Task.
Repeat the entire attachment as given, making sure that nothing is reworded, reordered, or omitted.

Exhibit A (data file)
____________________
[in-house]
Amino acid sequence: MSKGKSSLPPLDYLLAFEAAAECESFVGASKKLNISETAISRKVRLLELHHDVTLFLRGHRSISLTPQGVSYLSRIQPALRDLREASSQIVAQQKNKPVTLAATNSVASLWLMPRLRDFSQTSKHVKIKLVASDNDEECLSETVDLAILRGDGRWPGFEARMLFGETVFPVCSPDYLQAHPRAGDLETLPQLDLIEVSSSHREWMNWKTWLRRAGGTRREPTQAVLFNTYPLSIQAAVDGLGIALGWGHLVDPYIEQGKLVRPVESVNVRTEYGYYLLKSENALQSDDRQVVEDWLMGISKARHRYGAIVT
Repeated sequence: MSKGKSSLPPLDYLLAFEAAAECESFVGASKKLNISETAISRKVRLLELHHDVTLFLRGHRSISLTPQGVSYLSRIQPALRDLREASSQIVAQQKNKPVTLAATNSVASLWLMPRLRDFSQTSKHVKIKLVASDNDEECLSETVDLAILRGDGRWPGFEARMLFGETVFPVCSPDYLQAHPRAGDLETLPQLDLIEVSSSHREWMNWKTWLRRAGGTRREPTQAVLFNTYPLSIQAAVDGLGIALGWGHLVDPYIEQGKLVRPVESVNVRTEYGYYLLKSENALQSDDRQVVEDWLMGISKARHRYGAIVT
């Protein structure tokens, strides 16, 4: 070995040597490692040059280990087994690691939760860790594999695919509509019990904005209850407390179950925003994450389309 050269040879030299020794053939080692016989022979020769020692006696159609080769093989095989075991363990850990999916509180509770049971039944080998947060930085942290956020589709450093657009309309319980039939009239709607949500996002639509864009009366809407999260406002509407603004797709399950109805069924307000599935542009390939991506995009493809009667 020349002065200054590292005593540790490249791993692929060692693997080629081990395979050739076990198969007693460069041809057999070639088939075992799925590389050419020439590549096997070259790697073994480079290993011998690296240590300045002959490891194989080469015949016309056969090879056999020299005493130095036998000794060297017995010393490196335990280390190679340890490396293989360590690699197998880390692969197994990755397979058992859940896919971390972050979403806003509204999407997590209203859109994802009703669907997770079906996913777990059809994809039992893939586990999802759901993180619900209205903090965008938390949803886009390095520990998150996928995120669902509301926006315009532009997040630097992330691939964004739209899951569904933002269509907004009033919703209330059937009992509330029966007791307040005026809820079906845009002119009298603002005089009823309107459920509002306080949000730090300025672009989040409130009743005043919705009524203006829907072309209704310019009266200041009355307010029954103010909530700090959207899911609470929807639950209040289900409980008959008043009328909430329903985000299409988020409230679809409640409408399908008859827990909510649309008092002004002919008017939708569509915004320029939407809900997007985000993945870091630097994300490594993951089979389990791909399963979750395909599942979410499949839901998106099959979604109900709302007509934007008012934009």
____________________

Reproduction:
[in-house]
Amino acid sequence: MSKGKSSLPPLDYLLAFEAAAECESFVGASKKLNISETAISRKVRLLELHHDVTLFLRGHRSISLTPQGVSYLSRIQPALRDLREASSQIVAQQKNKPVTLAATNSVASLWLMPRLRDFSQTSKHVKIKLVASDNDEECLSETVDLAILRGDGRWPGFEARMLFGETVFPVCSPDYLQAHPRAGDLETLPQLDLIEVSSSHREWMNWKTWLRRAGGTRREPTQAVLFNTYPLSIQAAVDGLGIALGWGHLVDPYIEQGKLVRPVESVNVRTEYGYYLLKSENALQSDDRQVVEDWLMGISKARHRYGAIVT
Repeated sequence: MSKGKSSLPPLDYLLAFEAAAECESFVGASKKLNISETAISRKVRLLELHHDVTLFLRGHRSISLTPQGVSYLSRIQPALRDLREASSQIVAQQKNKPVTLAATNSVASLWLMPRLRDFSQTSKHVKIKLVASDNDEECLSETVDLAILRGDGRWPGFEARMLFGETVFPVCSPDYLQAHPRAGDLETLPQLDLIEVSSSHREWMNWKTWLRRAGGTRREPTQAVLFNTYPLSIQAAVDGLGIALGWGHLVDPYIEQGKLVRPVESVNVRTEYGYYLLKSENALQSDDRQVVEDWLMGISKARHRYGAIVT
């Protein structure tokens, strides 16, 4: 070995040597490692040059280990087994690691939760860790594999695919509509019990904005209850407390179950925003994450389309 050269040879030299020794053939080692016989022979020769020692006696159609080769093989095989075991363990850990999916509180509770049971039944080998947060930085942290956020589709450093657009309309319980039939009239709607949500996002639509864009009366809407999260406002509407603004797709399950109805069924307000599935542009390939991506995009493809009667 020349002065200054590292005593540790490249791993692929060692693997080629081990395979050739076990198969007693460069041809057999070639088939075992799925590389050419020439590549096997070259790697073994480079290993011998690296240590300045002959490891194989080469015949016309056969090879056999020299005493130095036998000794060297017995010393490196335990280390190679340890490396293989360590690699197998880390692969197994990755397979058992859940896919971390972050979403806003509204999407997590209203859109994802009703669907997770079906996913777990059809994809039992893939586990999802759901993180619900209205903090965008938390949803886009390095520990998150996928995120669902509301926006315009532009997040630097992330691939964004739209899951569904933002269509907004009033919703209330059937009992509330029966007791307040005026809820079906845009002119009298603002005089009823309107459920509002306080949000730090300025672009989040409130009743005043919705009524203006829907072309209704310019009266200041009355307010029954103010909530700090959207899911609470929807639950209040289900409980008959008043009328909430329903985000299409988020409230679809409640409408399908008859827990909510649309008092002004002919008017939708569509915004320029939407809900997007985000993945870091630097994300490594993951089979389990791909399963979750395909599942979410499949839901998106099959979604109900709302007509934007008012934009």